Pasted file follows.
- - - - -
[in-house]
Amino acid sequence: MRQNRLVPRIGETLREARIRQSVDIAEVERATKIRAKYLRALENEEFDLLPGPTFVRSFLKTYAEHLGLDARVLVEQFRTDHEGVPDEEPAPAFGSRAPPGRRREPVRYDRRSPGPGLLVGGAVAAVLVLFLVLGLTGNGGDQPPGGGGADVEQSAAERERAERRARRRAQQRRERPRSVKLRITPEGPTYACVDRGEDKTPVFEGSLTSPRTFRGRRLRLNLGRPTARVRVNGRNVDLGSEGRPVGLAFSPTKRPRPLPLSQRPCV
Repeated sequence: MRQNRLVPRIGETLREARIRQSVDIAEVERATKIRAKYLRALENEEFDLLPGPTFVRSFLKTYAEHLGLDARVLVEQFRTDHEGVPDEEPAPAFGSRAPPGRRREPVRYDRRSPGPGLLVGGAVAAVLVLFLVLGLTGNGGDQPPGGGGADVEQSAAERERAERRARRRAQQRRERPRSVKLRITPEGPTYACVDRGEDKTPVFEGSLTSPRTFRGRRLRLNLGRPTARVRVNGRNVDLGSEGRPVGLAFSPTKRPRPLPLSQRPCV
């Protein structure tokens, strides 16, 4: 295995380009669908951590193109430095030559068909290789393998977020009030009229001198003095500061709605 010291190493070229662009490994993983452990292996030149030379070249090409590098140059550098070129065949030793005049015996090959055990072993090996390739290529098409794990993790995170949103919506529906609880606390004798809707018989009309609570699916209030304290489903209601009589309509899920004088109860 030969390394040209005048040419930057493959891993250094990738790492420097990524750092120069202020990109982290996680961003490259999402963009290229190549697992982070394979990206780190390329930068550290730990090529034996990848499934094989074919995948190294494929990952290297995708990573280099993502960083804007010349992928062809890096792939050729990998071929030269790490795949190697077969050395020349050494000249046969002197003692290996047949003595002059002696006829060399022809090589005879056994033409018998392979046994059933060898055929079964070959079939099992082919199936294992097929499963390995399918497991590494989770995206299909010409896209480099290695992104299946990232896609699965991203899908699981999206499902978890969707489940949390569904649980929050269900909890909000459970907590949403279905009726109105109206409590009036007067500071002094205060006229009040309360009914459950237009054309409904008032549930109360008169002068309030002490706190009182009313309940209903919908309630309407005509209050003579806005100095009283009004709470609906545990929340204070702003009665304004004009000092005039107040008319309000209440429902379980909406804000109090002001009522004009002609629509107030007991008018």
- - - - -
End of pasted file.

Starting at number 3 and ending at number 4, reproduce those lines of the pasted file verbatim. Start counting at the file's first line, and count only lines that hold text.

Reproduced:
Repeated sequence: MRQNRLVPRIGETLREARIRQSVDIAEVERATKIRAKYLRALENEEFDLLPGPTFVRSFLKTYAEHLGLDARVLVEQFRTDHEGVPDEEPAPAFGSRAPPGRRREPVRYDRRSPGPGLLVGGAVAAVLVLFLVLGLTGNGGDQPPGGGGADVEQSAAERERAERRARRRAQQRRERPRSVKLRITPEGPTYACVDRGEDKTPVFEGSLTSPRTFRGRRLRLNLGRPTARVRVNGRNVDLGSEGRPVGLAFSPTKRPRPLPLSQRPCV
């Protein structure tokens, strides 16, 4: 295995380009669908951590193109430095030559068909290789393998977020009030009229001198003095500061709605 010291190493070229662009490994993983452990292996030149030379070249090409590098140059550098070129065949030793005049015996090959055990072993090996390739290529098409794990993790995170949103919506529906609880606390004798809707018989009309609570699916209030304290489903209601009589309509899920004088109860 030969390394040209005048040419930057493959891993250094990738790492420097990524750092120069202020990109982290996680961003490259999402963009290229190549697992982070394979990206780190390329930068550290730990090529034996990848499934094989074919995948190294494929990952290297995708990573280099993502960083804007010349992928062809890096792939050729990998071929030269790490795949190697077969050395020349050494000249046969002197003692290996047949003595002059002696006829060399022809090589005879056994033409018998392979046994059933060898055929079964070959079939099992082919199936294992097929499963390995399918497991590494989770995206299909010409896209480099290695992104299946990232896609699965991203899908699981999206499902978890969707489940949390569904649980929050269900909890909000459970907590949403279905009726109105109206409590009036007067500071002094205060006229009040309360009914459950237009054309409904008032549930109360008169002068309030002490706190009182009313309940209903919908309630309407005509209050003579806005100095009283009004709470609906545990929340204070702003009665304004004009000092005039107040008319309000209440429902379980909406804000109090002001009522004009002609629509107030007991008018």